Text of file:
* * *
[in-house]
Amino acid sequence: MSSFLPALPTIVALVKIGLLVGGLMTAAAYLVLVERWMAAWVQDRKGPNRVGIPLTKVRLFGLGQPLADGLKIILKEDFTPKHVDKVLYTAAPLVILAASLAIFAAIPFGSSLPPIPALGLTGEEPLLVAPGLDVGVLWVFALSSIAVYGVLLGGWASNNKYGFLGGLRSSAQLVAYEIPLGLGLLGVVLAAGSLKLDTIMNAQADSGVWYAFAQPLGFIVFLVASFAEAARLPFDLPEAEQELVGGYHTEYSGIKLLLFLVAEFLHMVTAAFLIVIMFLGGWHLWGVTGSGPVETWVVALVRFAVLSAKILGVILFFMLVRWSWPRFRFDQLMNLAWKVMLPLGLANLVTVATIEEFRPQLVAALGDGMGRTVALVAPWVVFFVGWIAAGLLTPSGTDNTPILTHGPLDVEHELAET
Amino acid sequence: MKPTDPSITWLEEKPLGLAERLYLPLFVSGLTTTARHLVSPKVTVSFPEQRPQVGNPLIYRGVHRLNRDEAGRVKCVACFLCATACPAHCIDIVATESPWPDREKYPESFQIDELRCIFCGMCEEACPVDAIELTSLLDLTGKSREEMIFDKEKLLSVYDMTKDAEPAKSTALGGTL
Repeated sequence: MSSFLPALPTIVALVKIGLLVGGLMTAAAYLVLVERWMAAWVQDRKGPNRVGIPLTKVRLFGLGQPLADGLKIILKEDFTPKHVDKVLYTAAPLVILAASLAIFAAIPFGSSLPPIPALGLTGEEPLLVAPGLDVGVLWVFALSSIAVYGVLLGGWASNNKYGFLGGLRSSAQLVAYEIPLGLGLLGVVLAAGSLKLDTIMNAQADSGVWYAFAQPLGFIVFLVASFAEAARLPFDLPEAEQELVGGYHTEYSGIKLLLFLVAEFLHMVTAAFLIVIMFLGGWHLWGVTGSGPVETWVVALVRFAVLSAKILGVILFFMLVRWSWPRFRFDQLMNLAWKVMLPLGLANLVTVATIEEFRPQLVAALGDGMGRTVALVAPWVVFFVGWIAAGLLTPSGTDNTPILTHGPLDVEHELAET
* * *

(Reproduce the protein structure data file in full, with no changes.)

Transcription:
[in-house]
Amino acid sequence: MSSFLPALPTIVALVKIGLLVGGLMTAAAYLVLVERWMAAWVQDRKGPNRVGIPLTKVRLFGLGQPLADGLKIILKEDFTPKHVDKVLYTAAPLVILAASLAIFAAIPFGSSLPPIPALGLTGEEPLLVAPGLDVGVLWVFALSSIAVYGVLLGGWASNNKYGFLGGLRSSAQLVAYEIPLGLGLLGVVLAAGSLKLDTIMNAQADSGVWYAFAQPLGFIVFLVASFAEAARLPFDLPEAEQELVGGYHTEYSGIKLLLFLVAEFLHMVTAAFLIVIMFLGGWHLWGVTGSGPVETWVVALVRFAVLSAKILGVILFFMLVRWSWPRFRFDQLMNLAWKVMLPLGLANLVTVATIEEFRPQLVAALGDGMGRTVALVAPWVVFFVGWIAAGLLTPSGTDNTPILTHGPLDVEHELAET
Amino acid sequence: MKPTDPSITWLEEKPLGLAERLYLPLFVSGLTTTARHLVSPKVTVSFPEQRPQVGNPLIYRGVHRLNRDEAGRVKCVACFLCATACPAHCIDIVATESPWPDREKYPESFQIDELRCIFCGMCEEACPVDAIELTSLLDLTGKSREEMIFDKEKLLSVYDMTKDAEPAKSTALGGTL
Repeated sequence: MSSFLPALPTIVALVKIGLLVGGLMTAAAYLVLVERWMAAWVQDRKGPNRVGIPLTKVRLFGLGQPLADGLKIILKEDFTPKHVDKVLYTAAPLVILAASLAIFAAIPFGSSLPPIPALGLTGEEPLLVAPGLDVGVLWVFALSSIAVYGVLLGGWASNNKYGFLGGLRSSAQLVAYEIPLGLGLLGVVLAAGSLKLDTIMNAQADSGVWYAFAQPLGFIVFLVASFAEAARLPFDLPEAEQELVGGYHTEYSGIKLLLFLVAEFLHMVTAAFLIVIMFLGGWHLWGVTGSGPVETWVVALVRFAVLSAKILGVILFFMLVRWSWPRFRFDQLMNLAWKVMLPLGLANLVTVATIEEFRPQLVAALGDGMGRTVALVAPWVVFFVGWIAAGLLTPSGTDNTPILTHGPLDVEHELAET